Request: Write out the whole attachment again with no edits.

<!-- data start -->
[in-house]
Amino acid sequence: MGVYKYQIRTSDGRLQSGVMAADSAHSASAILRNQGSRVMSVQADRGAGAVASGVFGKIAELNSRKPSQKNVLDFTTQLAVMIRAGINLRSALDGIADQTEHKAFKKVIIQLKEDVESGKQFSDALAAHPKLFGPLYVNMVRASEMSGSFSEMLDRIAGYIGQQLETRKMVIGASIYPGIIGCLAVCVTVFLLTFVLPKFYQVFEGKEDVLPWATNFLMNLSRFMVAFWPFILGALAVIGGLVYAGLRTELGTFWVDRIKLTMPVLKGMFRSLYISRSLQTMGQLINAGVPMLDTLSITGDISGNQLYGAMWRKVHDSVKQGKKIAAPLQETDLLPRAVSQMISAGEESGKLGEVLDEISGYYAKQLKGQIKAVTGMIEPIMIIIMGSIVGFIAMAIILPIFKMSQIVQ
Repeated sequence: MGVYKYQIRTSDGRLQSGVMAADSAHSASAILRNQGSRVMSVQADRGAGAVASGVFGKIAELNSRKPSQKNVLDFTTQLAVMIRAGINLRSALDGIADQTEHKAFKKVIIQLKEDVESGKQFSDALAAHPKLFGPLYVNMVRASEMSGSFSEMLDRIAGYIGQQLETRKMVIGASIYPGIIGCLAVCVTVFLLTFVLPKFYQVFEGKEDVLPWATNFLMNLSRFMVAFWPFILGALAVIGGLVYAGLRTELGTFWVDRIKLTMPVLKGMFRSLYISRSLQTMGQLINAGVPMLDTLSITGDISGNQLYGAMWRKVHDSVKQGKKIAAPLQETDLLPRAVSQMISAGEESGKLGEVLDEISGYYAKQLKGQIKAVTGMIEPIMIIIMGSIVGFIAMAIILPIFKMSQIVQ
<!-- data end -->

[in-house]
Amino acid sequence: MGVYKYQIRTSDGRLQSGVMAADSAHSASAILRNQGSRVMSVQADRGAGAVASGVFGKIAELNSRKPSQKNVLDFTTQLAVMIRAGINLRSALDGIADQTEHKAFKKVIIQLKEDVESGKQFSDALAAHPKLFGPLYVNMVRASEMSGSFSEMLDRIAGYIGQQLETRKMVIGASIYPGIIGCLAVCVTVFLLTFVLPKFYQVFEGKEDVLPWATNFLMNLSRFMVAFWPFILGALAVIGGLVYAGLRTELGTFWVDRIKLTMPVLKGMFRSLYISRSLQTMGQLINAGVPMLDTLSITGDISGNQLYGAMWRKVHDSVKQGKKIAAPLQETDLLPRAVSQMISAGEESGKLGEVLDEISGYYAKQLKGQIKAVTGMIEPIMIIIMGSIVGFIAMAIILPIFKMSQIVQ
Repeated sequence: MGVYKYQIRTSDGRLQSGVMAADSAHSASAILRNQGSRVMSVQADRGAGAVASGVFGKIAELNSRKPSQKNVLDFTTQLAVMIRAGINLRSALDGIADQTEHKAFKKVIIQLKEDVESGKQFSDALAAHPKLFGPLYVNMVRASEMSGSFSEMLDRIAGYIGQQLETRKMVIGASIYPGIIGCLAVCVTVFLLTFVLPKFYQVFEGKEDVLPWATNFLMNLSRFMVAFWPFILGALAVIGGLVYAGLRTELGTFWVDRIKLTMPVLKGMFRSLYISRSLQTMGQLINAGVPMLDTLSITGDISGNQLYGAMWRKVHDSVKQGKKIAAPLQETDLLPRAVSQMISAGEESGKLGEVLDEISGYYAKQLKGQIKAVTGMIEPIMIIIMGSIVGFIAMAIILPIFKMSQIVQ